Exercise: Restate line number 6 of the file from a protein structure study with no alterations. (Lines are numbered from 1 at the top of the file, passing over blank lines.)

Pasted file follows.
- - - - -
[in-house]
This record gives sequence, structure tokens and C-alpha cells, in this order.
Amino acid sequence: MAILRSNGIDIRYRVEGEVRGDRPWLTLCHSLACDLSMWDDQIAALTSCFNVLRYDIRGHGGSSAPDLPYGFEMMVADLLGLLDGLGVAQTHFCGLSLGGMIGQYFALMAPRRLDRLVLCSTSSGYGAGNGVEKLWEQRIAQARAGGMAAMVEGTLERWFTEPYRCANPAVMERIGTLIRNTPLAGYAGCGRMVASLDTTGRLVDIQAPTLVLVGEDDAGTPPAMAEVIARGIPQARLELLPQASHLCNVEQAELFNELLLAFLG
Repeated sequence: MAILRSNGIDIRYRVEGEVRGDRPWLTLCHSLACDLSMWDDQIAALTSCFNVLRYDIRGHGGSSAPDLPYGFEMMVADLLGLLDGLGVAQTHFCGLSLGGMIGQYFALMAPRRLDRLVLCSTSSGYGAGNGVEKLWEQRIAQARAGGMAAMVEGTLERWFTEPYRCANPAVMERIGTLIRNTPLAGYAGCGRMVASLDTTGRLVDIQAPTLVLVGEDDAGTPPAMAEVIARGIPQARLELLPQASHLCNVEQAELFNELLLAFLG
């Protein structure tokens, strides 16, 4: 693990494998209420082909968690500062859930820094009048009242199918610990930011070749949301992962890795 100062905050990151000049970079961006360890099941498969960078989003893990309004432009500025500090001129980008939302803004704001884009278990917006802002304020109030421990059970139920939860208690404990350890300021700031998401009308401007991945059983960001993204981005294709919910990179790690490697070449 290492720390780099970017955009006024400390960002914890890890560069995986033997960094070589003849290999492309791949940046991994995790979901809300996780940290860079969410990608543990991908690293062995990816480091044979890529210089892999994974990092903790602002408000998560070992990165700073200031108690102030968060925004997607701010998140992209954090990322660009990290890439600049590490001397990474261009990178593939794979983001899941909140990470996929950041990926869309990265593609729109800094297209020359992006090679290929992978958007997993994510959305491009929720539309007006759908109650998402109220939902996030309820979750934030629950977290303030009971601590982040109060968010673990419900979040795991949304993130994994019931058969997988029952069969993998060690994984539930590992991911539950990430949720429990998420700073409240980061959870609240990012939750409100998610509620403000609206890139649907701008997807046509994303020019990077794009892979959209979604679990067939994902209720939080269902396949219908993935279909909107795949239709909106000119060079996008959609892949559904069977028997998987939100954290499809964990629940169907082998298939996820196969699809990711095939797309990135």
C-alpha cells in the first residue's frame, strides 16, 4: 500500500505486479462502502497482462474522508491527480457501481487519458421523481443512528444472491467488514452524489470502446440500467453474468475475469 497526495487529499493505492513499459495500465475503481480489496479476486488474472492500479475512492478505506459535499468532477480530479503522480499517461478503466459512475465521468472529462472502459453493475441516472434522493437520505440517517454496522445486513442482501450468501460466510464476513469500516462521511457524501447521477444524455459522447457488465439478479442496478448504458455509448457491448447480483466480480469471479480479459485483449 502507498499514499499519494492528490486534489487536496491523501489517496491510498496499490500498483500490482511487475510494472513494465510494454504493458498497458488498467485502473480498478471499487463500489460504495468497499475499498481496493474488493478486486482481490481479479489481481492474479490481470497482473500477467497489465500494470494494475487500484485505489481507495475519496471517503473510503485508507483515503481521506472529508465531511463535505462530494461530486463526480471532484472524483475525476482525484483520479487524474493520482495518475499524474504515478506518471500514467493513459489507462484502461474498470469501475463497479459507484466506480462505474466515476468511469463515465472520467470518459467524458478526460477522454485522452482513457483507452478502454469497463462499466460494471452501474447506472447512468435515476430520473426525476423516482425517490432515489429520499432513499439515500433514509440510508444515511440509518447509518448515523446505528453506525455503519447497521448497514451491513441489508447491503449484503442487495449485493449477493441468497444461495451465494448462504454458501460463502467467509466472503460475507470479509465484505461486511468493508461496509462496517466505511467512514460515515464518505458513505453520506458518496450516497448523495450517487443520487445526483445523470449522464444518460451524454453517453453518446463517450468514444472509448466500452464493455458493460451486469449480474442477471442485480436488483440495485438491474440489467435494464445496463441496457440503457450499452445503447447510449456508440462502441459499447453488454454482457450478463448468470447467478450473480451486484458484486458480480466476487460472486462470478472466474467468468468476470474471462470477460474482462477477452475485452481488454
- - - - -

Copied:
C-alpha cells in the first residue's frame, strides 16, 4: 500500500505486479462502502497482462474522508491527480457501481487519458421523481443512528444472491467488514452524489470502446440500467453474468475475469 497526495487529499493505492513499459495500465475503481480489496479476486488474472492500479475512492478505506459535499468532477480530479503522480499517461478503466459512475465521468472529462472502459453493475441516472434522493437520505440517517454496522445486513442482501450468501460466510464476513469500516462521511457524501447521477444524455459522447457488465439478479442496478448504458455509448457491448447480483466480480469471479480479459485483449 502507498499514499499519494492528490486534489487536496491523501489517496491510498496499490500498483500490482511487475510494472513494465510494454504493458498497458488498467485502473480498478471499487463500489460504495468497499475499498481496493474488493478486486482481490481479479489481481492474479490481470497482473500477467497489465500494470494494475487500484485505489481507495475519496471517503473510503485508507483515503481521506472529508465531511463535505462530494461530486463526480471532484472524483475525476482525484483520479487524474493520482495518475499524474504515478506518471500514467493513459489507462484502461474498470469501475463497479459507484466506480462505474466515476468511469463515465472520467470518459467524458478526460477522454485522452482513457483507452478502454469497463462499466460494471452501474447506472447512468435515476430520473426525476423516482425517490432515489429520499432513499439515500433514509440510508444515511440509518447509518448515523446505528453506525455503519447497521448497514451491513441489508447491503449484503442487495449485493449477493441468497444461495451465494448462504454458501460463502467467509466472503460475507470479509465484505461486511468493508461496509462496517466505511467512514460515515464518505458513505453520506458518496450516497448523495450517487443520487445526483445523470449522464444518460451524454453517453453518446463517450468514444472509448466500452464493455458493460451486469449480474442477471442485480436488483440495485438491474440489467435494464445496463441496457440503457450499452445503447447510449456508440462502441459499447453488454454482457450478463448468470447467478450473480451486484458484486458480480466476487460472486462470478472466474467468468468476470474471462470477460474482462477477452475485452481488454